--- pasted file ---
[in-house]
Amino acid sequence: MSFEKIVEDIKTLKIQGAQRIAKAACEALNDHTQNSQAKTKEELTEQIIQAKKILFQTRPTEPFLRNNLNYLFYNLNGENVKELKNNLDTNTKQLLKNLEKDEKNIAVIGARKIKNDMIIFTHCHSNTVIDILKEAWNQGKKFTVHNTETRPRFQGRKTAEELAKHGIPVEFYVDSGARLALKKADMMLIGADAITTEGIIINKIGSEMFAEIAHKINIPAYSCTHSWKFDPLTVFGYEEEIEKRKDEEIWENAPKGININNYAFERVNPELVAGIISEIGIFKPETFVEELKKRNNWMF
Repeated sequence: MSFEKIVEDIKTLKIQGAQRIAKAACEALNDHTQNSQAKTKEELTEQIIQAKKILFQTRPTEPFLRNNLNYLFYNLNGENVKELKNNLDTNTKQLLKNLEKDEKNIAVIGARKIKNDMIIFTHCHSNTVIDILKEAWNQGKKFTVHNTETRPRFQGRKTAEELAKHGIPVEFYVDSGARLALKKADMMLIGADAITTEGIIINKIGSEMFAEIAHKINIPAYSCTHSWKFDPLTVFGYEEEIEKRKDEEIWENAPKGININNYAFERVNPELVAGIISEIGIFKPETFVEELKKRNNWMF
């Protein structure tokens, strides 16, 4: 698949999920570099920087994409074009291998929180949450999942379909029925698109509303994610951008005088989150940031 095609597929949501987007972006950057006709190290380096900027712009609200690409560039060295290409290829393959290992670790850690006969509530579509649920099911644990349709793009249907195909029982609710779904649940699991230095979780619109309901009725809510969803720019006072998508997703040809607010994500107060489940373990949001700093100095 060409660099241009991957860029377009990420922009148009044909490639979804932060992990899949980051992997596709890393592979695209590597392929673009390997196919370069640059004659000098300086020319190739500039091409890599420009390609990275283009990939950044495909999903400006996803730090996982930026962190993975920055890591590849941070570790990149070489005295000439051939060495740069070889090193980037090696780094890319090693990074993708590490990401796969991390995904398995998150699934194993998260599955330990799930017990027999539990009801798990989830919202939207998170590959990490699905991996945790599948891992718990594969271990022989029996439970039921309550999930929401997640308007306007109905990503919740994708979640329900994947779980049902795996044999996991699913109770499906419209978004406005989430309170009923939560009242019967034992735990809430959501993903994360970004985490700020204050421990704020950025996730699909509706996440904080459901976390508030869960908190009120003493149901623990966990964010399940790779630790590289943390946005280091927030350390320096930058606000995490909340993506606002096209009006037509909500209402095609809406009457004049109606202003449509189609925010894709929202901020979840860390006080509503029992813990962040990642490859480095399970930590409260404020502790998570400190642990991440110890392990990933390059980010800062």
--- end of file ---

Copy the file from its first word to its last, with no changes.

[in-house]
Amino acid sequence: MSFEKIVEDIKTLKIQGAQRIAKAACEALNDHTQNSQAKTKEELTEQIIQAKKILFQTRPTEPFLRNNLNYLFYNLNGENVKELKNNLDTNTKQLLKNLEKDEKNIAVIGARKIKNDMIIFTHCHSNTVIDILKEAWNQGKKFTVHNTETRPRFQGRKTAEELAKHGIPVEFYVDSGARLALKKADMMLIGADAITTEGIIINKIGSEMFAEIAHKINIPAYSCTHSWKFDPLTVFGYEEEIEKRKDEEIWENAPKGININNYAFERVNPELVAGIISEIGIFKPETFVEELKKRNNWMF
Repeated sequence: MSFEKIVEDIKTLKIQGAQRIAKAACEALNDHTQNSQAKTKEELTEQIIQAKKILFQTRPTEPFLRNNLNYLFYNLNGENVKELKNNLDTNTKQLLKNLEKDEKNIAVIGARKIKNDMIIFTHCHSNTVIDILKEAWNQGKKFTVHNTETRPRFQGRKTAEELAKHGIPVEFYVDSGARLALKKADMMLIGADAITTEGIIINKIGSEMFAEIAHKINIPAYSCTHSWKFDPLTVFGYEEEIEKRKDEEIWENAPKGININNYAFERVNPELVAGIISEIGIFKPETFVEELKKRNNWMF
């Protein structure tokens, strides 16, 4: 698949999920570099920087994409074009291998929180949450999942379909029925698109509303994610951008005088989150940031 095609597929949501987007972006950057006709190290380096900027712009609200690409560039060295290409290829393959290992670790850690006969509530579509649920099911644990349709793009249907195909029982609710779904649940699991230095979780619109309901009725809510969803720019006072998508997703040809607010994500107060489940373990949001700093100095 060409660099241009991957860029377009990420922009148009044909490639979804932060992990899949980051992997596709890393592979695209590597392929673009390997196919370069640059004659000098300086020319190739500039091409890599420009390609990275283009990939950044495909999903400006996803730090996982930026962190993975920055890591590849941070570790990149070489005295000439051939060495740069070889090193980037090696780094890319090693990074993708590490990401796969991390995904398995998150699934194993998260599955330990799930017990027999539990009801798990989830919202939207998170590959990490699905991996945790599948891992718990594969271990022989029996439970039921309550999930929401997640308007306007109905990503919740994708979640329900994947779980049902795996044999996991699913109770499906419209978004406005989430309170009923939560009242019967034992735990809430959501993903994360970004985490700020204050421990704020950025996730699909509706996440904080459901976390508030869960908190009120003493149901623990966990964010399940790779630790590289943390946005280091927030350390320096930058606000995490909340993506606002096209009006037509909500209402095609809406009457004049109606202003449509189609925010894709929202901020979840860390006080509503029992813990962040990642490859480095399970930590409260404020502790998570400190642990991440110890392990990933390059980010800062």